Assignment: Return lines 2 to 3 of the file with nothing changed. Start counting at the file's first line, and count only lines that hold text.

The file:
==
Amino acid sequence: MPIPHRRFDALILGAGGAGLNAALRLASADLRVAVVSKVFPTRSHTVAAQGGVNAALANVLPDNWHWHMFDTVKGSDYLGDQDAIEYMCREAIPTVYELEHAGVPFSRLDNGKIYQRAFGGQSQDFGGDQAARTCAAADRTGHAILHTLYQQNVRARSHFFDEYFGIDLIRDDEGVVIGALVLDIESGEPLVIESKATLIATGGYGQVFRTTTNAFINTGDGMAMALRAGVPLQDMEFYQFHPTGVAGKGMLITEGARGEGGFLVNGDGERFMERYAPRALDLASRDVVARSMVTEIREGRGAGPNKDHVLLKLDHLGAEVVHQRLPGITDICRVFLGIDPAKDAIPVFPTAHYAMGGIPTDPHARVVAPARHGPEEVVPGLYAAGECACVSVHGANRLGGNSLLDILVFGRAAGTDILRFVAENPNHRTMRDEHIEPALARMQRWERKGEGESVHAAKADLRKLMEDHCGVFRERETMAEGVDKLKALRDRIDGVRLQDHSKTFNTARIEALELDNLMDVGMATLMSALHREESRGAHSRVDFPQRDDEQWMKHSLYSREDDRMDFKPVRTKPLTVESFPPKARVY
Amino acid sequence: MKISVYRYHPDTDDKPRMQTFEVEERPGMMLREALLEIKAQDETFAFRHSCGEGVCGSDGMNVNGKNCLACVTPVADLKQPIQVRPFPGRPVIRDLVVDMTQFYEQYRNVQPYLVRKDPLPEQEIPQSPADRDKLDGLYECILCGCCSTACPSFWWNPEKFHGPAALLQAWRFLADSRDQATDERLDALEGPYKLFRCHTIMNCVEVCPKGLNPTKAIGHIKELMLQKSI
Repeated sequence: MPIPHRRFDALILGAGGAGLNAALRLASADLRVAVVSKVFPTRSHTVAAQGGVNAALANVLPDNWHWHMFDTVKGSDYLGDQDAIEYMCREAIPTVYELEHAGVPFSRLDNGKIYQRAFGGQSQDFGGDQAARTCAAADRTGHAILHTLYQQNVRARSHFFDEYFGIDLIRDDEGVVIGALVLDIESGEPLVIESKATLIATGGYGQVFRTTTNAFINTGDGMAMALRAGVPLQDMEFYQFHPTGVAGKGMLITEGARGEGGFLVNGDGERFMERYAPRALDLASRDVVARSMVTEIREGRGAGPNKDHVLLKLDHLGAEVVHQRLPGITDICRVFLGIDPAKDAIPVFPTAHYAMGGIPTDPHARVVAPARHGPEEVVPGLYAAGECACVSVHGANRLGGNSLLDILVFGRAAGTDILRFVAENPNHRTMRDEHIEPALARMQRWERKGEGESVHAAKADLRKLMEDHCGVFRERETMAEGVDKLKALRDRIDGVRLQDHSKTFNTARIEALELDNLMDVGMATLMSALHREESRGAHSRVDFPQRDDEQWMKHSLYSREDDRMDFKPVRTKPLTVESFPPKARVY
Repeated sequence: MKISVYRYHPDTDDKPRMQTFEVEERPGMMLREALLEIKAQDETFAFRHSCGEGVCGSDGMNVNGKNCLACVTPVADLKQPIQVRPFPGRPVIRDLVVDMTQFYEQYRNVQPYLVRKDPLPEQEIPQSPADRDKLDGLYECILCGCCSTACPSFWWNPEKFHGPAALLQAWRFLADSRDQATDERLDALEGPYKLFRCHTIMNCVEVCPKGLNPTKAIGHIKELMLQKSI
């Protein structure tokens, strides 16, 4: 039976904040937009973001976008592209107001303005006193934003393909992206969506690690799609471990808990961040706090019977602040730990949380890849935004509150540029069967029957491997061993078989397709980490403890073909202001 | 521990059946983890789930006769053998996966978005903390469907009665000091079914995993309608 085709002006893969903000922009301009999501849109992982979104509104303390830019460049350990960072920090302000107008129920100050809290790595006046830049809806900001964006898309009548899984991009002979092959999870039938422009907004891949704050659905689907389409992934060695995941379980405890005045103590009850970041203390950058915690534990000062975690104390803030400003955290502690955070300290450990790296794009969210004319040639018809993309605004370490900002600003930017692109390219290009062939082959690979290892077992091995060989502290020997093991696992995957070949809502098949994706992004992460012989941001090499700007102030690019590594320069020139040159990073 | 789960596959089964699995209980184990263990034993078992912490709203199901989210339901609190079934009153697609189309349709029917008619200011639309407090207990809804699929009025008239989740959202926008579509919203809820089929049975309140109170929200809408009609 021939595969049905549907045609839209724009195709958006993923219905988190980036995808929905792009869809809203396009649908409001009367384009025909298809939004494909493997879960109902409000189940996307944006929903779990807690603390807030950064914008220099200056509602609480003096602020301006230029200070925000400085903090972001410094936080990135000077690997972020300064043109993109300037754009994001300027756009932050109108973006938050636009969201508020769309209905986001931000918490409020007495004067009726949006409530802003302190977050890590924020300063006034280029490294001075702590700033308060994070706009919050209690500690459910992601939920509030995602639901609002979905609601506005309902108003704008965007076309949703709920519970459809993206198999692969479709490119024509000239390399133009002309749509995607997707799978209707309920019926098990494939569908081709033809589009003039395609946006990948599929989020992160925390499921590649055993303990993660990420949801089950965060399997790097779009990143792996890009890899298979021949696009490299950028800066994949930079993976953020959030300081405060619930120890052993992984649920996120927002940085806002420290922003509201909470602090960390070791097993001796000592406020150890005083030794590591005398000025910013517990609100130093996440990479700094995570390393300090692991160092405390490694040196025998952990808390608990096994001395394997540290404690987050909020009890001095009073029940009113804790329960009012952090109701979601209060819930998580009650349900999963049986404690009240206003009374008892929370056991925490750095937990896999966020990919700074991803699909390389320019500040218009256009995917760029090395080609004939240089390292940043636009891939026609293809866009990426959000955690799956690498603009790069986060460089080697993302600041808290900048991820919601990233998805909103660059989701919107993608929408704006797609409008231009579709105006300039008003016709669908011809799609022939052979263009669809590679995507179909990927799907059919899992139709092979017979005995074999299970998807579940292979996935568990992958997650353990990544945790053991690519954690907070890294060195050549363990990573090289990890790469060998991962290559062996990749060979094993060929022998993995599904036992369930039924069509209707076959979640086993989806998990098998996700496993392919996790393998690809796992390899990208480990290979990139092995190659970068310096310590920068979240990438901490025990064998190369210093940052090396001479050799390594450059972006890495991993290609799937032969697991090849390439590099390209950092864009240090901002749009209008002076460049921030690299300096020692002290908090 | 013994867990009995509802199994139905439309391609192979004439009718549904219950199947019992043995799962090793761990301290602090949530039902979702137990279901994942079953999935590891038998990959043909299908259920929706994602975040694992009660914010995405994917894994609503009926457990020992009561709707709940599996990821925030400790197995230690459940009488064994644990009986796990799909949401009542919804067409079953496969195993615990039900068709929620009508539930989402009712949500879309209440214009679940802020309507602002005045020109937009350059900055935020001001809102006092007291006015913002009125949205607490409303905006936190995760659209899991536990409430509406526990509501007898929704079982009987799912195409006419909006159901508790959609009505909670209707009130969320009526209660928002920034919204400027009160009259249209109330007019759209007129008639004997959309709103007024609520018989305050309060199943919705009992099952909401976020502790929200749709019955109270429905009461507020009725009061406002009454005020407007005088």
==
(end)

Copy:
Amino acid sequence: MKISVYRYHPDTDDKPRMQTFEVEERPGMMLREALLEIKAQDETFAFRHSCGEGVCGSDGMNVNGKNCLACVTPVADLKQPIQVRPFPGRPVIRDLVVDMTQFYEQYRNVQPYLVRKDPLPEQEIPQSPADRDKLDGLYECILCGCCSTACPSFWWNPEKFHGPAALLQAWRFLADSRDQATDERLDALEGPYKLFRCHTIMNCVEVCPKGLNPTKAIGHIKELMLQKSI
Repeated sequence: MPIPHRRFDALILGAGGAGLNAALRLASADLRVAVVSKVFPTRSHTVAAQGGVNAALANVLPDNWHWHMFDTVKGSDYLGDQDAIEYMCREAIPTVYELEHAGVPFSRLDNGKIYQRAFGGQSQDFGGDQAARTCAAADRTGHAILHTLYQQNVRARSHFFDEYFGIDLIRDDEGVVIGALVLDIESGEPLVIESKATLIATGGYGQVFRTTTNAFINTGDGMAMALRAGVPLQDMEFYQFHPTGVAGKGMLITEGARGEGGFLVNGDGERFMERYAPRALDLASRDVVARSMVTEIREGRGAGPNKDHVLLKLDHLGAEVVHQRLPGITDICRVFLGIDPAKDAIPVFPTAHYAMGGIPTDPHARVVAPARHGPEEVVPGLYAAGECACVSVHGANRLGGNSLLDILVFGRAAGTDILRFVAENPNHRTMRDEHIEPALARMQRWERKGEGESVHAAKADLRKLMEDHCGVFRERETMAEGVDKLKALRDRIDGVRLQDHSKTFNTARIEALELDNLMDVGMATLMSALHREESRGAHSRVDFPQRDDEQWMKHSLYSREDDRMDFKPVRTKPLTVESFPPKARVY